Article: Maximize your networking efforts by Daisy Write:

Maximize Your Networking Efforts
by Daisy Wright, CDP BA CTM



How often have you heard that networking is the best way to find a job; build relationships, or find business opportunities? Too many times than you care to remember, particularly if it hasn’t worked for you, right? For some of us, networking is like going to the dentist. We know it has its benefits, but we are so fearful that we either refuse to go, or when we do, we break out in a cold sweat.


Successful networking depends on your perception – you either believe in it or you don’t. There are those who believe it is forced, pushy, artificial and one-sided, and does not work. Of course, many people behave just like that and give the process a bad name. Then there are those who have evidence that it works, but that it takes a lot of time to cultivate and nurture relationships. They also know that networking is unselfish and a two-way process.


Networking also depends on your personality. If you are an introvert you might not feel comfortable talking to people you do not know, and for you it becomes a burden. If you are an extrovert who enjoys interacting in a stimulating, fast-paced, energizing environment, then networking will be easier.


Whichever label best describes you, you don’t have to be afraid and you don’t need to know a lot of people for you to be successful at networking. You may have heard of the six-degree of separation theory that says we are only six introductions away from meeting the person or persons we want to meet. This, of course, takes a lot of effort, but if you want to get anywhere or you want to meet anyone, you have to do what it takes to get noticed. You can begin the process now by following these six tips:


1. Assess yourself to determine if you are an introvert or an extrovert. Are you the one who stands in a corner of the room waiting for someone to make the first contact, or are you the one who feels comfortable approaching an individual or a group?


2. Decide what type(s) of networking activities you want to pursue. Do you want to attend an event where you meet only a few people and spend more time with those people, or do you prefer to meet and speak with an individual for a few minutes, then politely excuse yourself and move on to the next person?


3. Cultivate an Online personal Brand. ensure your LinkedIn profile is not just a cut and paste from your resume. Craft a compelling profile that works in conjunction with your resume to demonstrate your unique promise of value. Join industry groups that support your growth and publish discussions and comments within those groups..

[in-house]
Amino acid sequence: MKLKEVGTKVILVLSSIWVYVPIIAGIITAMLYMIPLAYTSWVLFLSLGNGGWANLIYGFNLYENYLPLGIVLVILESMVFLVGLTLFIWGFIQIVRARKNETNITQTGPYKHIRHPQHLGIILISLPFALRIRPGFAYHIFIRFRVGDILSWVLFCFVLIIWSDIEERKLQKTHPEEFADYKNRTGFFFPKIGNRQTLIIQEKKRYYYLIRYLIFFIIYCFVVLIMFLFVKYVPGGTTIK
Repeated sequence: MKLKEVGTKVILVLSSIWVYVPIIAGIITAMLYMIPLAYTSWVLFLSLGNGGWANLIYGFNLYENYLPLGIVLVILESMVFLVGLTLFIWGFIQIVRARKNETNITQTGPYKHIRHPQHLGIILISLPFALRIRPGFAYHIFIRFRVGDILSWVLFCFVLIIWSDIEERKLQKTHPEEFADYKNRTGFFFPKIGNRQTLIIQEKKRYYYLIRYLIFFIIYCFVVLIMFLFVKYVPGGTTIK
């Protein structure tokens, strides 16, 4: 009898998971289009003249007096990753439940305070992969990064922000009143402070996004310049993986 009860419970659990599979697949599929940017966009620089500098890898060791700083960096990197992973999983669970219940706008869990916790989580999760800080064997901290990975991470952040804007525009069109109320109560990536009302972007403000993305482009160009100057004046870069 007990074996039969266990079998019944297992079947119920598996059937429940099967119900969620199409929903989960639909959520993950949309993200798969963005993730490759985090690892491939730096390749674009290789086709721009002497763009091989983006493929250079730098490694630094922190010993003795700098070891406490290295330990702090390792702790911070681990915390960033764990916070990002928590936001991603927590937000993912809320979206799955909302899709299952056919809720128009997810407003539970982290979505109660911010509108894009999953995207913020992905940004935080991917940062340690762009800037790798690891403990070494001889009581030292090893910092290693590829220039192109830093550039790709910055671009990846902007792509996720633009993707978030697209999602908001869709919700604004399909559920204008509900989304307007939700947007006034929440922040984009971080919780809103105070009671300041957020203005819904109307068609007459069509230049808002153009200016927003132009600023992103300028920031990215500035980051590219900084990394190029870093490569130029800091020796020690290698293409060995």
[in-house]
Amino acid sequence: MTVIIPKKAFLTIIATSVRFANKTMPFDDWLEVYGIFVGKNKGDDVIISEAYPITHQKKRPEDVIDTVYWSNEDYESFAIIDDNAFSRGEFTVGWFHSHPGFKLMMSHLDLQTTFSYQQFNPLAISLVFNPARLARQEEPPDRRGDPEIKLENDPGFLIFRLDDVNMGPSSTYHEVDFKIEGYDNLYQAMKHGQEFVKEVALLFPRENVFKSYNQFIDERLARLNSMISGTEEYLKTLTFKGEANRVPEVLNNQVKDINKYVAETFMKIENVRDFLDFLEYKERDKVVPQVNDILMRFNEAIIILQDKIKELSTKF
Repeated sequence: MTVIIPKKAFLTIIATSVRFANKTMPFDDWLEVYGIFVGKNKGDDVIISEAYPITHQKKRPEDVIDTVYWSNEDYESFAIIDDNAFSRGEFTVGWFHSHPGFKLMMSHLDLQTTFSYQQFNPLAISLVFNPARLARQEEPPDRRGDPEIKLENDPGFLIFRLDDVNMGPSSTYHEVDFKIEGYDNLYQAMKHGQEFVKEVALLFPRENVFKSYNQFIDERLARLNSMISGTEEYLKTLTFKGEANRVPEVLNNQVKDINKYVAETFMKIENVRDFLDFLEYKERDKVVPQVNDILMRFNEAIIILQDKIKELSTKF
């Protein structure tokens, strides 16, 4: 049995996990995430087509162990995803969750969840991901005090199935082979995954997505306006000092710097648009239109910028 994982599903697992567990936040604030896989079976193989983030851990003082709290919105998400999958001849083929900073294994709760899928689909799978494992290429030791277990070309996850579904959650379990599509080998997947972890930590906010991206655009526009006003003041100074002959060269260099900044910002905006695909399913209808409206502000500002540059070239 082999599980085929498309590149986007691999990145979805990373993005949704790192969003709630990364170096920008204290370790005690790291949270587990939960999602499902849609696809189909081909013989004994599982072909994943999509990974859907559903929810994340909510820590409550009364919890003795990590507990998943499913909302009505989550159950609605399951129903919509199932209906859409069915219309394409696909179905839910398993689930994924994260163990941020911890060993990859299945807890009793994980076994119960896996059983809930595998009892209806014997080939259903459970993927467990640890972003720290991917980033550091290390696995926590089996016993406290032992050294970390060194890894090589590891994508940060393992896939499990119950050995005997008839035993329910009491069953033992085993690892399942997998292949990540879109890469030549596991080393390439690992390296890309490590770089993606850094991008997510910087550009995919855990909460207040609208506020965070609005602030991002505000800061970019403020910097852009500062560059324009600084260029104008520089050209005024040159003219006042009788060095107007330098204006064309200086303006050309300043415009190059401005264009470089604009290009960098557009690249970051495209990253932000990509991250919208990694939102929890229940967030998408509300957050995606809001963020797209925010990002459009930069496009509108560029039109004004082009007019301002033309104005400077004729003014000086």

4. Create and contribute to blogs that relate to your career interests. A blog, or weblog, for those who do not know, is an online journal. Become known as an expert by writing and/or discussing trends in your field. Be mindful of what you write because according to the website, "...blogs are available to a public audience like television, newspapers, and radio. When you publish a blog entry, you are broadcasting this information to a potential audience of millions."


5. Write articles for LinkedIn Groups and e-zines. If you enjoy writing, search for e-zines (electronic magazines) that match your interests and submit your articles. These will be published on the web if they fall within the editor’s publishing guidelines. Again, this is another way of becoming known as an expert. One popular e-zine site is


6. Join Toastmasters. Becoming a part of Toastmasters is not only one of the most cost-effective ways to develop your public speaking and networking skills, but it also provides opportunities to hone your overall communication and leadership skills. Visit them at to find a chapter that’s close to you.



Daisy Wright is a career transition coach, professional resume writer and contributing writer to several career books. She is the author of “No Canadian Experience, Eh? A Career Survival Guide for New Immigrants”, to be available soon. She can be reached by phone at (905) 840-7039, by email at